- Title: Wonder Woman, Vol. 3: Iron
- Author: Brian Azzarello
- Artists: Cliff Chiang, Tony Atkins, Dan Green, Amilcar Pinna
- Series: Wonder Woman Vol. IV #3
- Genre: Graphic novel
- Format: Digital
- Source: Review Copy
- Reviewed by: Valerie
- Rating: 4.5 out of 5
Description: In these stories from issues #0 and #13-18, a terrible betrayal forces Wonder Woman to make a deal with the gods who want her dead, and her “family” grows larger than she could have imagined. Will the mysterious Orion help Wonder Woman rescue Zola’s baby from the clutches of Hermes, or does he have darker intentions?
Review: When I was but a young girl, I absolutely loved the Wonder Woman television series. I wanted to be Diana, Amazon Princess, a.k.a Wonder Woman. At the very least, I wanted my parents to change my name to Diana. Of course, they refused and as a result people fail to recognize my greatness, but that is a story for another day.
Fast forward to present day dorkorific DarthVal (ok, I added the Darth, but you must admit that it has a certain ring to it). In the past few months I have discovered that I enjoy graphic novels, further solidifying my place in dorkdom.
I was disappointed in my first female super hero experience (World’s Finest featuring Huntress and Powergirl), so I approached Wonder Woman with trepidation. After all, I did not want to tarnish those childhood memories. Plus, as an adult, I was not sure how I would feel about the portrayal of a super-hot chick running about fighting bad guys in her Underoos. I received an ARC for Wonder Woman Vol. 3, took a breath, and decided to just jump in and see what happened.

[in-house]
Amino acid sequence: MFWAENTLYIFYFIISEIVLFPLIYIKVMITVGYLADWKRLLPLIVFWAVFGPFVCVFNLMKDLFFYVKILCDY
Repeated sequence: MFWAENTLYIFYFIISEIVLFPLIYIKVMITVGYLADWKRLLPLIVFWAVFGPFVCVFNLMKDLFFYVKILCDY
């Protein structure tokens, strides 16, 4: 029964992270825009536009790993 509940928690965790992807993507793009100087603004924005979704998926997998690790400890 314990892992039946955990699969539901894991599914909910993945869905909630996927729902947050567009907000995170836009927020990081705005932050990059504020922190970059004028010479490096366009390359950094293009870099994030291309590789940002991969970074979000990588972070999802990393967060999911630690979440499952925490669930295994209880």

It is official. I STILL want to be Diana, last Princess of the Amazons. Wonder Woman is kick ass enough to flaunt what she’s got and still chastise anyone who dares to objectify her. She is sexy and intelligent, fierce yet fair and her compassion offsets her strength. Kudos to author, Brian Azzarello, for creating such rich characters. Beyond his vibrant heroine, the other characters were wonderfully crafted. In particular, I loved Orion. He was such a jerk, but at times, quite the charming jerk. I also found Hera to be a delightfully shallow she-bitch.
The story itself is told well. I particularly like how the graphic novel started with its back story introduction of young Diana, complete with retro looking artwork. As for the current thread, who knew Wonder Woman had such a messed up family??? (Probably everyone who is not newbie like me.) Jerry Springer’s guests have nothing on this bunch.
Finally, the artwork was FANTASTIC! Both the modern story and the flash back introduction were striking, providing the perfect visual experience to compliment a wonderfully written narrative.
So, I am now seated on the bus, on my way to take up my place in camp Wonder Woman. I just need to make a couple stops along the way pick up volumes one and two.
*Disclaimer: A free copy of this book was provided to me for review by the publisher through the Net Galley program.